The Futility of "Spending to Prosperity"
“Like politicians?” asked our friend, Michael. We couldn’t help but laugh. “Yes,” we answered. “Just like politicians.”
Your editor occasionally spends his Saturday afternoon helping a Taiwanese friend with his English. Our friend manages a large retirement fund here and, as with many professionals in the developing world who interact frequently with western business people, Michael is tireless is his pursuit to improve his second language skills. Part of this past weekend’s lesson was devoted to explaining the word “parasite.” Michael, as you can see, is a fast learner.
“Yes, yes!” he exclaimed. “We have many parasites here, too! And in China…they have them also. And Europa. They are everywhere, it seems.”
“Eu-rope, Michael,” we corrected. “It’s pronounced ‘you-rope.’”
“Haha… Yes. You…Rope! Good one, teacher Joel. Like rope for hanging. ‘You rope’ is hanging. Good one!”
We had just been chatting about Greece’s woes and, like we said, our friend is a fast learner.
Of course, not all parasitic relationships result in death by hanging for the host. Some result in death by torture…or by starvation…or taxation. In the wild world of economics, parasitic governments can and do employ all of these methods to snuff out their free market hosts. Not unlike the strangler fig, which begins its life as a seemingly innocuous seed, deposited high in the forest canopy by passing birds, government programs invariably start out very small. But as these seedlings germinate, plunging their roots down to the earth below, they gradually envelop the very tree atop which they sit.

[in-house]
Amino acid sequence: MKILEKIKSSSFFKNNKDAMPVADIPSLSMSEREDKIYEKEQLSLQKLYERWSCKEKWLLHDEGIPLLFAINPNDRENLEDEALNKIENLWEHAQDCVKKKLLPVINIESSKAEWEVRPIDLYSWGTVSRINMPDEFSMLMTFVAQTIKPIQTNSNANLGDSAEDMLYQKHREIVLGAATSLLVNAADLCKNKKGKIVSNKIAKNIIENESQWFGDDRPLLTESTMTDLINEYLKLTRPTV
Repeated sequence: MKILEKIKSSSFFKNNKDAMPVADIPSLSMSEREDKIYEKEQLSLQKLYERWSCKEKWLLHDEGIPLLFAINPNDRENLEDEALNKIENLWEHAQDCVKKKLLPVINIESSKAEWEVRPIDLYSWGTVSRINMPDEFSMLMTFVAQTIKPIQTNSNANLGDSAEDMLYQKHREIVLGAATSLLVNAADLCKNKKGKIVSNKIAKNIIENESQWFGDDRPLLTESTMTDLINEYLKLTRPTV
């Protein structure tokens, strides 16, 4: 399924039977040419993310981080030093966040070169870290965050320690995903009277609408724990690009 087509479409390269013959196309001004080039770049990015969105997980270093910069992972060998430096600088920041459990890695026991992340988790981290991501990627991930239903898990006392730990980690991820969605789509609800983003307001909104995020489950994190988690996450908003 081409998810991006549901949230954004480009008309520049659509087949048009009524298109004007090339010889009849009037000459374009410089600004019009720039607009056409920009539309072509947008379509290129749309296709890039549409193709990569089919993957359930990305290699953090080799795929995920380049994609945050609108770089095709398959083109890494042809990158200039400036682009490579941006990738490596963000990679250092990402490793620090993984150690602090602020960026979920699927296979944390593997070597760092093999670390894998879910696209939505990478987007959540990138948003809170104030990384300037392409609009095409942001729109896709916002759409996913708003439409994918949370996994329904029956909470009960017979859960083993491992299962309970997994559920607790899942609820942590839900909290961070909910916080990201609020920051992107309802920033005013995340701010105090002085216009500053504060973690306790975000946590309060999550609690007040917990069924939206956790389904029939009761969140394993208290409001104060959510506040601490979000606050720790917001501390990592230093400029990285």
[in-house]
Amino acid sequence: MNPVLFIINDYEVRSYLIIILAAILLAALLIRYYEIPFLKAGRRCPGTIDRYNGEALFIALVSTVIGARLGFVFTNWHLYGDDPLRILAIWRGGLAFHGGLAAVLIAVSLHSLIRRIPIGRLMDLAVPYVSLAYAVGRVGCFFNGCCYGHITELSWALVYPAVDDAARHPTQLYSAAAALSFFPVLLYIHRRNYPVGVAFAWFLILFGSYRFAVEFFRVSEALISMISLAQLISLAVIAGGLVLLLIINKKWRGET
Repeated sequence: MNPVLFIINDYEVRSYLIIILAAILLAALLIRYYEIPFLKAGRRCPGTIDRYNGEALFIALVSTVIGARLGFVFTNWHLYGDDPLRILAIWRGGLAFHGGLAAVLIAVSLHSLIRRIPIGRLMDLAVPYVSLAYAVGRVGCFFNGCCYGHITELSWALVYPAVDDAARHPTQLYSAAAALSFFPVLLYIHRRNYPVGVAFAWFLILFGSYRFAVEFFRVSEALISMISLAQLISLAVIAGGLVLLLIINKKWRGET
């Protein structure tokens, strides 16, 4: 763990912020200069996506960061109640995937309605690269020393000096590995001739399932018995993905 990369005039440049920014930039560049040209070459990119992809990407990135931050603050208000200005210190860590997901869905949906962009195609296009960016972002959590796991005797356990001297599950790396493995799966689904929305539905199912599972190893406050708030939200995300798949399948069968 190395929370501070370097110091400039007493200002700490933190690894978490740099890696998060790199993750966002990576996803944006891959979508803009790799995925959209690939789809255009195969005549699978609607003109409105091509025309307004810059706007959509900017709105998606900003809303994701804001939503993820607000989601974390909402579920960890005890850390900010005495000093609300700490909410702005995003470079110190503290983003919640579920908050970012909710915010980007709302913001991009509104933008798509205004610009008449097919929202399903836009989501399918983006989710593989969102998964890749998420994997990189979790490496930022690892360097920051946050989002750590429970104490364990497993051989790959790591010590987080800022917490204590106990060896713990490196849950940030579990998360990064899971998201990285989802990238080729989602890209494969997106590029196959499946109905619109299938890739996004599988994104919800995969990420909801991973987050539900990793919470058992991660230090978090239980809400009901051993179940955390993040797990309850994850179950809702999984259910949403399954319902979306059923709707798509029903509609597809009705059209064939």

Eventually, the stranglers sprout leaves, which soon monopolize the host’s access to sunlight. Then, when their roots reach the ground, they gradually overtake the supply of nutrients in the surrounding soil. What was once a miniscule seed, lodged high in a tiny crevice of a great elm, eventually becomes the prison of a rotting trunk.
In an interview with 60-Minutes last March, Fed Chairman Ben Bernanke used the term “green shoots” to describe what he saw as early signs of an economic recovery. The Federal Reserve’s “Beige Book,” a survey of regional economies, found that a number of districts displayed “signs that activity in some sectors was stabilizing at a low level.”
With an increasingly entangled public and private sector, it is sometimes difficult to tell whether it is the host or the parasite that is growing stronger. In the year that has passed since Bernanke’s “green shoots” interview, stock markets on Wall Street have soared. So has the average salary for public sector employees. Main Streets outside the DC area, however, have not faired so well.
According to a report from the Commerce Department’s Bureau of Economic Analysis, real personal income for Americans has fallen by 3.2% over the last year.
“This is hardly surprising,” Douglas Holtz-Eakin, an economist and former director of the nonpartisan Congressional Budget Office, told The Wall Street Journal. “Under President Obama, only federal spending is going up; jobs, business startups, and incomes are all down. It is proof that the government can’t spend its way to prosperity.”
Of course, that won’t stop it from trying. After factoring in government “transfers” – which include things like food stamps, Social Security, unemployment insurance, Medicare and assorted other federally-funded employment disincentives – personal income has actually risen under Obama’s watchful eye. From January 2009 through to February 2010, “adjusted” income is up 1.2%.
“Progress,” as defined by parasitic governments, is whatever helps its roots reach the ground.